Porn star testifies in murder trial

Porn star testifies in murder trial

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Jurors in the murder trial of a Pennsylvania gay-porn producer heard last week from the porn star investigators say was at the center of the defendant’s motive.

Sean Lockhart, who goes by the name Brent Corrigan in porn films, testified Feb. 27 during the murder trial of Harlow Cuadra, 27, accused of killing Bryan Kocis, the Dallas Township owner of Cobra Video, on Jan. 24, 2007. Prosecutors allege that Cuadra stabbed Kocis nearly 30 times and then set his house on fire to cover the evidence. If convicted, Cuadra could face the death penalty.

Cuadra’s partner, Joseph Kerekes, 35, was also arrested for the murder, but pleaded guilty in December and is serving a life sentence.

Prosecutors argued that Cuadra and Kerekes plotted to kill Kocis so they could obtain the rights to work with Lockhart, who was locked in a legal battle with Cobra over the trademark of the Corrigan name.

During the fourth day of the trial, Lockhart, 22, told the jury, and a standing-room-only crowd in the courtroom, that Cuadra and Kerekes repeatedly pressured him to work for their company. Lockhart testified that he and his romantic and business partner, Grant Roy, invited Kerekes and Cuadra to the Adult Entertainment Expo in Las Vegas in January 2007.

Lockhart said that during dinner, the four were discussing the legal dispute between the actor and Kocis when Cuadra posited the question, “What if [Kocis] goes to Canada?” Lockhart went on to testify that Kerekes said, “Harlow has this guy who will do anything for him.”

Lockhart said he and Roy settled the $1-million suit with Kocis during a verbal agreement that took place at the expo.

“When I left, I thought everything was fine,” Lockhart said during his nearly three hours of testimony. “I had no thoughts in my mind that these two individuals were a little askew.”

Lockhart said Cuadra called him Jan. 25, the day after the murder, and directed him to a local news Web site carrying the story of the killing.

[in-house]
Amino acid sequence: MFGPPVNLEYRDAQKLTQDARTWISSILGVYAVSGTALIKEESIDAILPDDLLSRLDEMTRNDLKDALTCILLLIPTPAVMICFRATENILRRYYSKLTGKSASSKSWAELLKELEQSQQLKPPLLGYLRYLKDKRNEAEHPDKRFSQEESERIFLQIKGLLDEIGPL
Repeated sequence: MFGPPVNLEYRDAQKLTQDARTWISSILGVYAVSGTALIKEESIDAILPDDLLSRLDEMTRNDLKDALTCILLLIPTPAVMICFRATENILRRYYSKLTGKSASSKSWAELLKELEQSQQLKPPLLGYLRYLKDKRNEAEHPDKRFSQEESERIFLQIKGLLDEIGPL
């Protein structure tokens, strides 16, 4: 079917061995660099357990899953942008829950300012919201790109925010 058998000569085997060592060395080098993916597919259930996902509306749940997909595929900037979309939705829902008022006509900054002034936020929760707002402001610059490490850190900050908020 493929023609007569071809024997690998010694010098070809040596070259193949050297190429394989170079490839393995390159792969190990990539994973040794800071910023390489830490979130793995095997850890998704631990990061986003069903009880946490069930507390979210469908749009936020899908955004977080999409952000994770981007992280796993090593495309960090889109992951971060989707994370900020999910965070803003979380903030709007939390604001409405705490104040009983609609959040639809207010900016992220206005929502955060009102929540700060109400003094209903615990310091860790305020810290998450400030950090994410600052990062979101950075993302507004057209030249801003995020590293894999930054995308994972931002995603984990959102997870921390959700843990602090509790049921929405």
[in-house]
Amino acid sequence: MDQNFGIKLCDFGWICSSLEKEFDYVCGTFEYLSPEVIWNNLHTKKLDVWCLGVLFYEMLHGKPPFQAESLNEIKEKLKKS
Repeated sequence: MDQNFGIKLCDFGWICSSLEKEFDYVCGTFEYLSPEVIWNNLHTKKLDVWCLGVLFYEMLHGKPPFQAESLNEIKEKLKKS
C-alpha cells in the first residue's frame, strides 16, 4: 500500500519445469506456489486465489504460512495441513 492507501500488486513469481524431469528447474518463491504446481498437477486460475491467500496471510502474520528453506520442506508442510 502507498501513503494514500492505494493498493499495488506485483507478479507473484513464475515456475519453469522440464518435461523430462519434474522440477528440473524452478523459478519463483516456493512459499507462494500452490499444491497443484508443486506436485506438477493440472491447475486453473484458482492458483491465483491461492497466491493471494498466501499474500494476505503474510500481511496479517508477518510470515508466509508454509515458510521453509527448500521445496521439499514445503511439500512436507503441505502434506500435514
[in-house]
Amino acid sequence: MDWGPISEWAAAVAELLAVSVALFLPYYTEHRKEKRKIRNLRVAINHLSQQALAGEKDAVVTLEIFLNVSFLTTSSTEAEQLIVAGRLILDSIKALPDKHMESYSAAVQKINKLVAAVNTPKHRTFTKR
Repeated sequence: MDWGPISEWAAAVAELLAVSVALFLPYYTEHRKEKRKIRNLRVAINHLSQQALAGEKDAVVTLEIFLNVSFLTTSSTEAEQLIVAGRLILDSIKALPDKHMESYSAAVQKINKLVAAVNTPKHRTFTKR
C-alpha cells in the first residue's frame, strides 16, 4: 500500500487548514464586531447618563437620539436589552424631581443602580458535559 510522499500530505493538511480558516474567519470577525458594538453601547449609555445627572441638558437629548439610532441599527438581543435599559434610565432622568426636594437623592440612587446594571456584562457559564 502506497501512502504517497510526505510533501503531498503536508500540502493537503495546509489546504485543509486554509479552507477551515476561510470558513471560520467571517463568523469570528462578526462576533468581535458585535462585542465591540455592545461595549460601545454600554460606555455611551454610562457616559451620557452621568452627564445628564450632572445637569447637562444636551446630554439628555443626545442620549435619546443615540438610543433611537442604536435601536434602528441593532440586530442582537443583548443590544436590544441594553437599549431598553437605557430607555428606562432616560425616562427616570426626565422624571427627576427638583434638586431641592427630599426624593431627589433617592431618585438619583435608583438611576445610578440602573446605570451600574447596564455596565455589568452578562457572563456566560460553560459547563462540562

“I clicked on the story and it said a fire at 60 Midland Drive. I got that feeling in my stomach. Harlow said, ‘I guess my guy went overboard.’”

Other models who worked with Cuadra and Kerekes testified last week that the pair thought they could make more than $1 million through a partnership with Lockhart.

While Lockhart was on the stand, Luzerne County Judge Peter Paul Olszewski halted testimony for several minutes and excused the jury after Lockhart admitted he had been under 18 when he began working for Kocis.

Lockhart waived his right to an attorney.

Both Lockhart and Roy, who took the stand March 2, testified that they cooperated with Pennsylvania State Police, who fitted Roy with recording devices during two April 2007 meetings with Cuadra and Kerekes.

Jurors listened to the entire transcript from an April 27 dinner and hours of tape of the four during an outing to a nude beach in San Diego.

Lockhart said Cuadra pulled him aside on the beach and told him, “Don’t worry, it was quick. He went quick.” The alleged remarks were not caught on tape.

Roy admitted on the stand that he hated Kocis and said he and Lockhart were afraid that investigators were going to suspect them of the crime.

Prosecutors also called Renee Martin, an acquaintance of the defendant, to testify March 4 about hundreds of calls she received from Cuadra and Kerekes after their arrests, during which they allegedly discussed potential alibis, as well as a letter Cuadra sent her in October 2007.

In the letter, Cuadra outlined what he called “The Plan,” which included details about how he could sway a jury in his favor.

Cuadra wrote that he needed to obtain “the means to hire attorneys that can tell a good story. That’s all this comes down to.”

The trial was postponed for several months after Cuadra changed attorneys numerous times.

Cuadra also stated in the letter that he needed nice clothing to wear in the courtroom.

“A good-looking defendant is harder to sentence. That business look with contrasting happy ties would be just right,” he wrote, adding that dark-colored suits are a “no, no.”

Cuadra also wrote that Kerekes’ online bog needed to be “cleaned up a lot” and “positive spin needs to be turned on.”

Cuadra noted that he had also been in contact with some of his “pen pals,” whom he advised to wear a “‘Free Harlow’ T-shirt to court.”

The trial is expected to last at least one more week.

Jen Colletta can be reached at This email address is being protected from spambots. You need JavaScript enabled to view it..


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